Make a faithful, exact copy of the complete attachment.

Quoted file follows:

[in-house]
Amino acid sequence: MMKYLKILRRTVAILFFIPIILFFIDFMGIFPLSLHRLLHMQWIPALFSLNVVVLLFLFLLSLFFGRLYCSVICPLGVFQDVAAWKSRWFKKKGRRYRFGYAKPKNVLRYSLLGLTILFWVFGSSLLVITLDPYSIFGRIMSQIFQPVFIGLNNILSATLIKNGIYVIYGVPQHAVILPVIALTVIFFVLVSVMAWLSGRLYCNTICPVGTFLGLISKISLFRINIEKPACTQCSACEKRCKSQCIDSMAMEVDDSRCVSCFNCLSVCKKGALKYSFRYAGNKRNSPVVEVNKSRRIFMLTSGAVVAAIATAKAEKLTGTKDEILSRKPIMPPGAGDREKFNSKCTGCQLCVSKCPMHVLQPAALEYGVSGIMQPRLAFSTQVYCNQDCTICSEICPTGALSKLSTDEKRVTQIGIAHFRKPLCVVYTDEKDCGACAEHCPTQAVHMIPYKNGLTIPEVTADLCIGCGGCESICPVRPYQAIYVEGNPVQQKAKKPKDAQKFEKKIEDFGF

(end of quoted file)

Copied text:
[in-house]
Amino acid sequence: MMKYLKILRRTVAILFFIPIILFFIDFMGIFPLSLHRLLHMQWIPALFSLNVVVLLFLFLLSLFFGRLYCSVICPLGVFQDVAAWKSRWFKKKGRRYRFGYAKPKNVLRYSLLGLTILFWVFGSSLLVITLDPYSIFGRIMSQIFQPVFIGLNNILSATLIKNGIYVIYGVPQHAVILPVIALTVIFFVLVSVMAWLSGRLYCNTICPVGTFLGLISKISLFRINIEKPACTQCSACEKRCKSQCIDSMAMEVDDSRCVSCFNCLSVCKKGALKYSFRYAGNKRNSPVVEVNKSRRIFMLTSGAVVAAIATAKAEKLTGTKDEILSRKPIMPPGAGDREKFNSKCTGCQLCVSKCPMHVLQPAALEYGVSGIMQPRLAFSTQVYCNQDCTICSEICPTGALSKLSTDEKRVTQIGIAHFRKPLCVVYTDEKDCGACAEHCPTQAVHMIPYKNGLTIPEVTADLCIGCGGCESICPVRPYQAIYVEGNPVQQKAKKPKDAQKFEKKIEDFGF